“OSHA representatives, through their consultative services program, visited with our employees and quizzed them, looked at every job we did, performed a site safety evaluation on every one of our 150 properties, and worked closely with company safety chairmen Dan Herzing (CLP, CLT, CLIA) and Jesse Stegman (OLP, CLT, CLIA),” Triplett goes on to say. “Again, we were operating in a safe way, but there could always be improvement. Just as an example, through participating in SHARP, we learned that some power equipment applications required double hearing protection. Five years later, hearing levels for operators of this equipment have actually improved.”
Putting safety first and becoming SHARP Certified has created a culture focused on safe practices. WLS employees attend a weekly safety meeting. The safety committee, which includes participation by local insurance professionals, convenes once a month. The company created an extensive database of potential hazards and near-miss incidents that can be sourced by category. There’s also annual driving training for all drivers.
CUTTING COSTS WHILE MAINTAINING QUALITY
With 12% unemployment, Oregon’s poor economy has definitely impacted business—but it hasn’t changed the way WLS does business. “Sometimes I get frustrated with Randy (McManus) because for him there’s only one way to provide our service offering, and that’s the right way,” says Triplett. “Not that I want to cut corners, but sometimes you have to compromise with customers to get the work. Randy, on the other hand, would rather lose the work than compromise on important services.”
Because McManus has a holistic view of landscaping and landscape maintenance—that every element has an important part to play and must be maintained to accepted horticultural standards—Triplett has to be creative in other ways in order to remain competitive and profitable. As the company’s business manager, he accomplishes that by controlling costs.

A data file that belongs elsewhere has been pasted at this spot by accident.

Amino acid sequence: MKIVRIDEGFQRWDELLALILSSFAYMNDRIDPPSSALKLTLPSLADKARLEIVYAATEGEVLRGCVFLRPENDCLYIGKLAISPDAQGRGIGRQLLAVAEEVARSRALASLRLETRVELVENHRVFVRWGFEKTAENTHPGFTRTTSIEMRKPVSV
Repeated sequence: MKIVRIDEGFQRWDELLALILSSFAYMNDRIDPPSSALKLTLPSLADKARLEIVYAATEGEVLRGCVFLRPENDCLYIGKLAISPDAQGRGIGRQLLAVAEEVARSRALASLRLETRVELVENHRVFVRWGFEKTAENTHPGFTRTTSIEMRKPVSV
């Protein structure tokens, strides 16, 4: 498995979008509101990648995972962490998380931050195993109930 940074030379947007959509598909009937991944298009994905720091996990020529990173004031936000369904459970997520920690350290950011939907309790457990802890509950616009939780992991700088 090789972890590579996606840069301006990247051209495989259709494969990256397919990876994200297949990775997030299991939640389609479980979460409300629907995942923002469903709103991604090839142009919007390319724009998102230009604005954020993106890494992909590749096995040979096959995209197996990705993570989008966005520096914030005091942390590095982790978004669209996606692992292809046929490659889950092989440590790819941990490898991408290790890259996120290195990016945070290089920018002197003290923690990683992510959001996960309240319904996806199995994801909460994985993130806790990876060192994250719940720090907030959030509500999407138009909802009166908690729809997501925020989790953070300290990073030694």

“We tend to use Excel for gathering information and comparing what’s budgeted for a particular account vs. actual costs,” Triplett explains. “We’re detail-oriented, tracking our work to within one-tenth of an hour.”
To help analyze data, WLS developed its own personalized database, Willamette Information Management Systems (WIMS). “It’s not just a tool for me, because all of our managers have access to it and use it to track their accounts,” Triplett emphasizes.
WLS also utilizes a GPS system to help manage costs by monitoring crew driving habits, stop locations, idle time and speed. All managers also save on fuel costs by driving hybrid vehicles, which also supports the company’s commitment to the environment.
“We recycle 8 million tons of yard debris annually,” Triplett relates. “We’re Eco-Biz certified, meaning that, among other environmental practices, we minimize resource use and minimize or reuse wastes. For example, all facility power comes from 100% renewable resources like wind and bio-mass recycling. WLS offers customers a no-pesticides and organic-based fertilizer program, along with access to our Water Conservation services. And all of our managers drive Toyota Prius hybrids.”
How can any landscape contractor take safety and service to higher levels? Triplett admits that getting SHARP Certified isn’t for everyone. It requires a huge effort and the expenditure of vast amounts of time. There are alternatives, he points out, including joining PLANET’s STARS Safe Company program, which is free to all landscape contractors nationwide. Having a safety committee and conducting regular safety meetings, a requisite for being a STARS member, is also a good place to start.
The partners emphasize how critical it is to become involved—with your community, local colleges and associations, including those that involve customers. Training and continuing education are other keys. WLS has 10 Certified Landscape Technicians and three Certified Landscape Professionals on its team, along with four Certified Landscape Irrigation Auditors and 12 licensed pesticide applicators and trainees.
The bottom line is not all about money, McManus and Triplett agree. Yes, companies have to be profitable to stay in business, but putting profits before service can be highly destructive. “Have some enjoyment, too,” says Triplett. “We’re a fun-loving bunch. You can walk in our office just about any time and hear music playing and sense the levity of the moment.”